a lot of sense for your business I think. Are you looking for justification? Seems to
    me you have made your case fairly well. You want the higher resolution. The extra
    frame rate can help. Better autofocus would help, especially with the kids moving
    about.

    Mind that you will still need to nail the exposure and composition and focus, but you
    may find all of these a little more natural with a D300. I don't know the D50, but the
    difference between the D70 and the D300 was huge. And yes, in many cases the
    camera does make a difference, especially better autofocus and viewfinder in this
    case.

    Perhaps you need to start considering the cost of equipment in the pricing of your
    photos. It is not only your time that you need to get paid for, you have equipment
    costs as well. Maybe you have been too cheap?
     
  17. BTW, I don't agree with Dennis. Not NAS (Nikon acquisition syndrome). There really
    is a difference between cameras.

    Your work is very good. Especially on the valerierobinson.com site. Very nice
    compositions and light, you have no trouble there. Your portefolio here has some full
    sized shots, which show that you could indeed have slightly better focus etc for
    those 20x30 prints.

    What we can't see is how many shots you took and time you spend getting your
    images. Do you shoot RAW files? If you don't, that is one place you can improve
    immediately. You that little more leeway to bring out shadows etc. You also can get
    better sharpening.

    I would stay away from lighting equipment, since I really like your natural light
    photos. OK, at most a speedlight (or two) if you are on a location with too much
    shadow.....

    Keep shooting.

    Cheers.
     
  18. Thanks, Tachion. I guess I'm leaning toward the D300, but I don't know if it's the price (which is a lot for me) but was just thinking that maybe I should spend the money on the lens rather than the camera. I guess I have pretty much ruled out the Canon as I would have to switch out all my Nikon gear.

    But the zoom would be nice with kids, the VR for the low-light flexibility, and I just like the blurred-out background/bokeh of the longer lens at f2.8. Maybe I should get the D300 and rent the lens for shoots. My biggest concern with the lens is that I haven't used one so big before, as the first poster said. (the 85mm is such a nice, light, small lens) Size might be a problem in someone's house on location? Also I'd still have the limitations of the camera to contend with, though part of what I'm trying to do with this thread is figure out how much to worry about them.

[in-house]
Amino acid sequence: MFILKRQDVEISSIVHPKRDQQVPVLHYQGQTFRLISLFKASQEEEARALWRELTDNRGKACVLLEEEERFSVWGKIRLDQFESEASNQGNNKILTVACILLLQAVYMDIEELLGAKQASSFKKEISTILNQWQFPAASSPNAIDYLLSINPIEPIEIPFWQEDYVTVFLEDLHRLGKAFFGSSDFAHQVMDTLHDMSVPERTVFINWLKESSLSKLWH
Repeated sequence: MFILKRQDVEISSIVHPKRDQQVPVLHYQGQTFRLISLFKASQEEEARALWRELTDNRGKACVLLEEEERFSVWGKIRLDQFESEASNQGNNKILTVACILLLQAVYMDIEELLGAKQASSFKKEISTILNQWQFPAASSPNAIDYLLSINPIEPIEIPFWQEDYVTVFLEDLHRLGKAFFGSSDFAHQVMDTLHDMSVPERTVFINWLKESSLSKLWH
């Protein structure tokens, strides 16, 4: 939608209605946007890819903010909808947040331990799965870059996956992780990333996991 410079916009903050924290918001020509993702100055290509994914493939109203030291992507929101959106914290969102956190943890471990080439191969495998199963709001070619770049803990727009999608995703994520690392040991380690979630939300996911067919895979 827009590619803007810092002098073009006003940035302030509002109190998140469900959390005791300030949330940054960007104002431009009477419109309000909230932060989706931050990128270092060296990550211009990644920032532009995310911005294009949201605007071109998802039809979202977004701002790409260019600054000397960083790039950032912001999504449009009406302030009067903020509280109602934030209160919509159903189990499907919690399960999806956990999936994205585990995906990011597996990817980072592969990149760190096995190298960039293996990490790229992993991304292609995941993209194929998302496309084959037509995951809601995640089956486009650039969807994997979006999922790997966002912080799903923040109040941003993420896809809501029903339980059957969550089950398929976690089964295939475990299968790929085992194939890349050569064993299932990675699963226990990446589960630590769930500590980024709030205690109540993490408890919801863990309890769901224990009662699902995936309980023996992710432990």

Thanks...still open to opinions. You guys are all so helpful.
     
  19. The 5D doesn't hold a candle to the D300. Just go hold each body for 15 minutes in a store. You'll see.
     
  20. Hi Valerie,
    IMO, the reason it's hard to choose is that the D300 and the 70-200 are BOTH good choices.
    D300 then the lens.
    Lens then the D300.
    Doesn't really matter...you'll probably wind up with both eventually.
    Flip a coin...either way is good.

    BTW, looked at your website. You do good work. You deserve a 70-200 AND a D300 and will, I'm sure, make good use of them.
     
  21. Another reason to get the D300 is that you wouldl have two bodies -- if you're shooting professionally, backup equipment is a must. You don't want to cancel a paying shoot because the camera dies.
     
  22. Valerie - what's you website?? Thanks.
     
  23. Valerie,

    I love and appreciate what you are doing with the D50, and I think the D300 is an entirely appropriate upgrade for you. But I would recommend that you re-think the lens issue.